- The first Leica with interchangeable lenses was introduced in 1930. These early Leica 1(C) models are known as non- standardized cameras.
- The camera kit case bears a label "Property of Thomas T. Hoopes" who graduated from Harvard in 1919. He was director of the City Art Museum in St. Louis for twenty-five years. He is best known today for setting up a fund at Harvard to award annual prizes for outstanding scholarly work or research.
- The camera body is equipped with a threaded flange, 39mm in diameter, that became known as the Leica screw or L39 mount. At first each interchangeable lens had to be individually matched to the body and each bore the complete camera serial number, but later only the last three digits were engraved on each lens. By the end of 1930 a standardized lens mount had been devised and all lenses could be made to fit any Leica 1(C) from serial number 65,001 onwards. However, many of the earlier non-standardized Leica cameras were converted to standard mount versions by Leitz for their owners.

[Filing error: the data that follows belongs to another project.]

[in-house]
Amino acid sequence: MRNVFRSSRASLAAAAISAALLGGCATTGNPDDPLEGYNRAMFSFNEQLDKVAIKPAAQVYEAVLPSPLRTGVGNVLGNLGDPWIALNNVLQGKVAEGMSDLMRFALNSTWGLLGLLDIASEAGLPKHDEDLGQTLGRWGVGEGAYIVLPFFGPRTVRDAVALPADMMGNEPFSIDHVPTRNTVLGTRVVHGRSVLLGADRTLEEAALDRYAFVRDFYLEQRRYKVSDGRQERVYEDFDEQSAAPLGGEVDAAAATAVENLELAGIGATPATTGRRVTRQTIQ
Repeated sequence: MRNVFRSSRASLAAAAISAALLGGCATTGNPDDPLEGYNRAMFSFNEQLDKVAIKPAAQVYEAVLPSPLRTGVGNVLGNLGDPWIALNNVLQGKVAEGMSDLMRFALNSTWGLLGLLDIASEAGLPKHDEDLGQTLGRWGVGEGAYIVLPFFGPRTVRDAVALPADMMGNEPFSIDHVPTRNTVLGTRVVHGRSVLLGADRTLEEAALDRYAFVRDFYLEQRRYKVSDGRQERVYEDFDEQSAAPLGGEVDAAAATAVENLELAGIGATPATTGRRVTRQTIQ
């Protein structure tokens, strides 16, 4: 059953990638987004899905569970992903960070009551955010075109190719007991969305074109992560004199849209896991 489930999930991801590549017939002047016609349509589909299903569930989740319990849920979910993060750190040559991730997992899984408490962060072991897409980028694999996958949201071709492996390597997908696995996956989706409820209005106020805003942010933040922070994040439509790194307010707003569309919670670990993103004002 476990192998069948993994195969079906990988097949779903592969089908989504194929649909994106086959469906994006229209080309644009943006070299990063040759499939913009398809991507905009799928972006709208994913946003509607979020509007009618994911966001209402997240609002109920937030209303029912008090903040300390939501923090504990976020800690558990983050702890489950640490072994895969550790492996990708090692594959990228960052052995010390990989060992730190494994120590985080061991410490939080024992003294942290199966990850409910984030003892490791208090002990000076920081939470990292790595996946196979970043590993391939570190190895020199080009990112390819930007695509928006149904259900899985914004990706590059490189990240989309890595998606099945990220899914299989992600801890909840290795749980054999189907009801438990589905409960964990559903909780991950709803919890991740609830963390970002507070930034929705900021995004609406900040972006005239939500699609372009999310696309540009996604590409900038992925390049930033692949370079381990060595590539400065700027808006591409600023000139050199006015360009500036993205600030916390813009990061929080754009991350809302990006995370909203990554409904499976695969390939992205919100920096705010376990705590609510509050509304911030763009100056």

- The requirement to match lenses and bodies on non-standardized Leicas means that the camera was usually sold as a kit with two or three matching lenses and other accessories.
- Leica 1(C) serial no. 46738 would have originally been an early non- standardized camera. However, like many non-standardized cameras it has at some point been converted to a standard mount. This conversion is indicated by the letter O engraved on the lens mount at the 12 o’clock position just below the serial number.
- Currently not on view
- Object Name
- date made
- Ernst Leitz
- place made
- Germany: Hesse, Wetzlar
- ID Number
- accession number
- catalog number
- serial number
- Data Source
- National Museum of American History
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